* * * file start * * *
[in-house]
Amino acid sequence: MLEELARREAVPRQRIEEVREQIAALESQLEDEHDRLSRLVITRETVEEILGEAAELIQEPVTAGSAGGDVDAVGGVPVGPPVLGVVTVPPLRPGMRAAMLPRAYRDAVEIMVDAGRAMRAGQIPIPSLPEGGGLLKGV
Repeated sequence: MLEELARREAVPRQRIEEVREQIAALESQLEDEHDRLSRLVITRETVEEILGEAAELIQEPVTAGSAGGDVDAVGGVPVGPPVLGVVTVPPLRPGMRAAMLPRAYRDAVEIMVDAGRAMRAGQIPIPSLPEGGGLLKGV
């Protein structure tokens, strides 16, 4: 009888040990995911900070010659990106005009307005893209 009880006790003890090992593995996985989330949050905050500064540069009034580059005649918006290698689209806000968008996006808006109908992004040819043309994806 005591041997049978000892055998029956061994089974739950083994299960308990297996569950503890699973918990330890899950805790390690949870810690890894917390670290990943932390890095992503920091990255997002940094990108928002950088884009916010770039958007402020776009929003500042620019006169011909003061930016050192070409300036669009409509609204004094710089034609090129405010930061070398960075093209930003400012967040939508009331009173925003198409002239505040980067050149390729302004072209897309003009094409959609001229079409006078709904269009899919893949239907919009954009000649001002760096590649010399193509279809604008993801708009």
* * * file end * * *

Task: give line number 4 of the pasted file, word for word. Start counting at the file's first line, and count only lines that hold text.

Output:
């Protein structure tokens, strides 16, 4: 009888040990995911900070010659990106005009307005893209 009880006790003890090992593995996985989330949050905050500064540069009034580059005649918006290698689209806000968008996006808006109908992004040819043309994806 005591041997049978000892055998029956061994089974739950083994299960308990297996569950503890699973918990330890899950805790390690949870810690890894917390670290990943932390890095992503920091990255997002940094990108928002950088884009916010770039958007402020776009929003500042620019006169011909003061930016050192070409300036669009409509609204004094710089034609090129405010930061070398960075093209930003400012967040939508009331009173925003198409002239505040980067050149390729302004072209897309003009094409959609001229079409006078709904269009899919893949239907919009954009000649001002760096590649010399193509279809604008993801708009």